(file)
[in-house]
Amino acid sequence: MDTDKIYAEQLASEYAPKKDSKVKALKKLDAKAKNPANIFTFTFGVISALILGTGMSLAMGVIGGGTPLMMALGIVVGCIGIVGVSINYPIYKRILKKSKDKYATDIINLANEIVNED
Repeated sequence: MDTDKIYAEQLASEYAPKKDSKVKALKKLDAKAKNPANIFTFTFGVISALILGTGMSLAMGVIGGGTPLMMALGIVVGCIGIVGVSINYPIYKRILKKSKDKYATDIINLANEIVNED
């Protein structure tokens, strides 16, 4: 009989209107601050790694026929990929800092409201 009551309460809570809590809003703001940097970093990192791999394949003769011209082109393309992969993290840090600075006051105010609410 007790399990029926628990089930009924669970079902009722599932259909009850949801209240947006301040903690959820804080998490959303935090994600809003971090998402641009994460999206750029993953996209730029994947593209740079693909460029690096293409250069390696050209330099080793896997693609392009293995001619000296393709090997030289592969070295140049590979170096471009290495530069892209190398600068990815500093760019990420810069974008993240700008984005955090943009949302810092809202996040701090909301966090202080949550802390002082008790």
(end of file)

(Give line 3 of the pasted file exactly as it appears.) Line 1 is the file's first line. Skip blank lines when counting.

Repeated sequence: MDTDKIYAEQLASEYAPKKDSKVKALKKLDAKAKNPANIFTFTFGVISALILGTGMSLAMGVIGGGTPLMMALGIVVGCIGIVGVSINYPIYKRILKKSKDKYATDIINLANEIVNED